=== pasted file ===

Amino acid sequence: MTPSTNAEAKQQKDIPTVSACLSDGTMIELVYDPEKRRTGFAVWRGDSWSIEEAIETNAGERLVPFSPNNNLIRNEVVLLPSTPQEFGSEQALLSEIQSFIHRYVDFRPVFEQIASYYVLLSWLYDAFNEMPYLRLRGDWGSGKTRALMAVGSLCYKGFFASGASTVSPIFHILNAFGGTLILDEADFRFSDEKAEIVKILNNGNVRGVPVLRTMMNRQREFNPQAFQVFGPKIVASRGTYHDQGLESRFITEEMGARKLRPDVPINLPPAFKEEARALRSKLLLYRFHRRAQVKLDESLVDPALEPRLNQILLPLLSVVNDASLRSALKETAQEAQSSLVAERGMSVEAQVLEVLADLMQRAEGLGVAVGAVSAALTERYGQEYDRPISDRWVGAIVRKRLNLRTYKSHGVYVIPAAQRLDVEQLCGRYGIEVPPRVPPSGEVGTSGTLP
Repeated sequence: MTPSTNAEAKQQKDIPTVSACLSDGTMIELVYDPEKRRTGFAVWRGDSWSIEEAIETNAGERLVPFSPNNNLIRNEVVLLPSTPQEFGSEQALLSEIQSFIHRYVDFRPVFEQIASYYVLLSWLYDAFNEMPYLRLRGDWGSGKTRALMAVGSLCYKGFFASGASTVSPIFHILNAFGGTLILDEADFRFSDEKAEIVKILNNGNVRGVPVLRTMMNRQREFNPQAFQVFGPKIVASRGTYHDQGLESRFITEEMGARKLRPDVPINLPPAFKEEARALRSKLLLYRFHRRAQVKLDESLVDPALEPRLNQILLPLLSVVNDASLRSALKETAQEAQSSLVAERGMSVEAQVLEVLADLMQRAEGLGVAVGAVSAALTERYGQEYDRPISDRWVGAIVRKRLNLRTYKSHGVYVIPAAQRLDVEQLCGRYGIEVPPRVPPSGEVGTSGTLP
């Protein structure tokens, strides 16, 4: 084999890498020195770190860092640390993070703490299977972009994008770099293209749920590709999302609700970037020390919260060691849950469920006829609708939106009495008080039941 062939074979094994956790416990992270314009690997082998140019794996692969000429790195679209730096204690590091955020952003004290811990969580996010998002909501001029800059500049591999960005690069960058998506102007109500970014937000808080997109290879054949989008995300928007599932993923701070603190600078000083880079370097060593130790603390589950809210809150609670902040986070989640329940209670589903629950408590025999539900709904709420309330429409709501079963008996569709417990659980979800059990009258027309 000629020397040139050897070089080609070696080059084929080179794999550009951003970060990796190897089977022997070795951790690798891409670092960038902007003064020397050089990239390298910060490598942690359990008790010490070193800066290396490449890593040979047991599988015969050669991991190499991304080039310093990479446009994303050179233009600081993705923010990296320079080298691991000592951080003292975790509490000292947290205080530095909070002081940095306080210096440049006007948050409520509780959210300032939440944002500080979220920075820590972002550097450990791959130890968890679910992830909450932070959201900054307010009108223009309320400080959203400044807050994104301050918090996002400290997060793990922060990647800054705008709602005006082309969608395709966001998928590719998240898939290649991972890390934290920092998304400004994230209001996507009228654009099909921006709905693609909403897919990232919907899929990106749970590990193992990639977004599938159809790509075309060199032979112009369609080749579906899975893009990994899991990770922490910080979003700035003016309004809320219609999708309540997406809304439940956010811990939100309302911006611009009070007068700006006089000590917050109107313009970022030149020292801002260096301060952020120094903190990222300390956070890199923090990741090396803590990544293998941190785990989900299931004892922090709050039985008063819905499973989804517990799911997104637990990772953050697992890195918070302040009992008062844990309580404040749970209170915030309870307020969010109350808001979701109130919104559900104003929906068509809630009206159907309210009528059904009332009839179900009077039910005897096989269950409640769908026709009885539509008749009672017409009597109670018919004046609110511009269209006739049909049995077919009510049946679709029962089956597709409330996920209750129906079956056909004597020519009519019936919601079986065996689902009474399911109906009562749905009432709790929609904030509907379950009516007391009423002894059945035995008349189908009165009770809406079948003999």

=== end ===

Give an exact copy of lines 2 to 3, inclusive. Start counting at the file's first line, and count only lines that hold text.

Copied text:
Repeated sequence: MTPSTNAEAKQQKDIPTVSACLSDGTMIELVYDPEKRRTGFAVWRGDSWSIEEAIETNAGERLVPFSPNNNLIRNEVVLLPSTPQEFGSEQALLSEIQSFIHRYVDFRPVFEQIASYYVLLSWLYDAFNEMPYLRLRGDWGSGKTRALMAVGSLCYKGFFASGASTVSPIFHILNAFGGTLILDEADFRFSDEKAEIVKILNNGNVRGVPVLRTMMNRQREFNPQAFQVFGPKIVASRGTYHDQGLESRFITEEMGARKLRPDVPINLPPAFKEEARALRSKLLLYRFHRRAQVKLDESLVDPALEPRLNQILLPLLSVVNDASLRSALKETAQEAQSSLVAERGMSVEAQVLEVLADLMQRAEGLGVAVGAVSAALTERYGQEYDRPISDRWVGAIVRKRLNLRTYKSHGVYVIPAAQRLDVEQLCGRYGIEVPPRVPPSGEVGTSGTLP
């Protein structure tokens, strides 16, 4: 084999890498020195770190860092640390993070703490299977972009994008770099293209749920590709999302609700970037020390919260060691849950469920006829609708939106009495008080039941 062939074979094994956790416990992270314009690997082998140019794996692969000429790195679209730096204690590091955020952003004290811990969580996010998002909501001029800059500049591999960005690069960058998506102007109500970014937000808080997109290879054949989008995300928007599932993923701070603190600078000083880079370097060593130790603390589950809210809150609670902040986070989640329940209670589903629950408590025999539900709904709420309330429409709501079963008996569709417990659980979800059990009258027309 000629020397040139050897070089080609070696080059084929080179794999550009951003970060990796190897089977022997070795951790690798891409670092960038902007003064020397050089990239390298910060490598942690359990008790010490070193800066290396490449890593040979047991599988015969050669991991190499991304080039310093990479446009994303050179233009600081993705923010990296320079080298691991000592951080003292975790509490000292947290205080530095909070002081940095306080210096440049006007948050409520509780959210300032939440944002500080979220920075820590972002550097450990791959130890968890679910992830909450932070959201900054307010009108223009309320400080959203400044807050994104301050918090996002400290997060793990922060990647800054705008709602005006082309969608395709966001998928590719998240898939290649991972890390934290920092998304400004994230209001996507009228654009099909921006709905693609909403897919990232919907899929990106749970590990193992990639977004599938159809790509075309060199032979112009369609080749579906899975893009990994899991990770922490910080979003700035003016309004809320219609999708309540997406809304439940956010811990939100309302911006611009009070007068700006006089000590917050109107313009970022030149020292801002260096301060952020120094903190990222300390956070890199923090990741090396803590990544293998941190785990989900299931004892922090709050039985008063819905499973989804517990799911997104637990990772953050697992890195918070302040009992008062844990309580404040749970209170915030309870307020969010109350808001979701109130919104559900104003929906068509809630009206159907309210009528059904009332009839179900009077039910005897096989269950409640769908026709009885539509008749009672017409009597109670018919004046609110511009269209006739049909049995077919009510049946679709029962089956597709409330996920209750129906079956056909004597020519009519019936919601079986065996689902009474399911109906009562749905009432709790929609904030509907379950009516007391009423002894059945035995008349189908009165009770809406079948003999």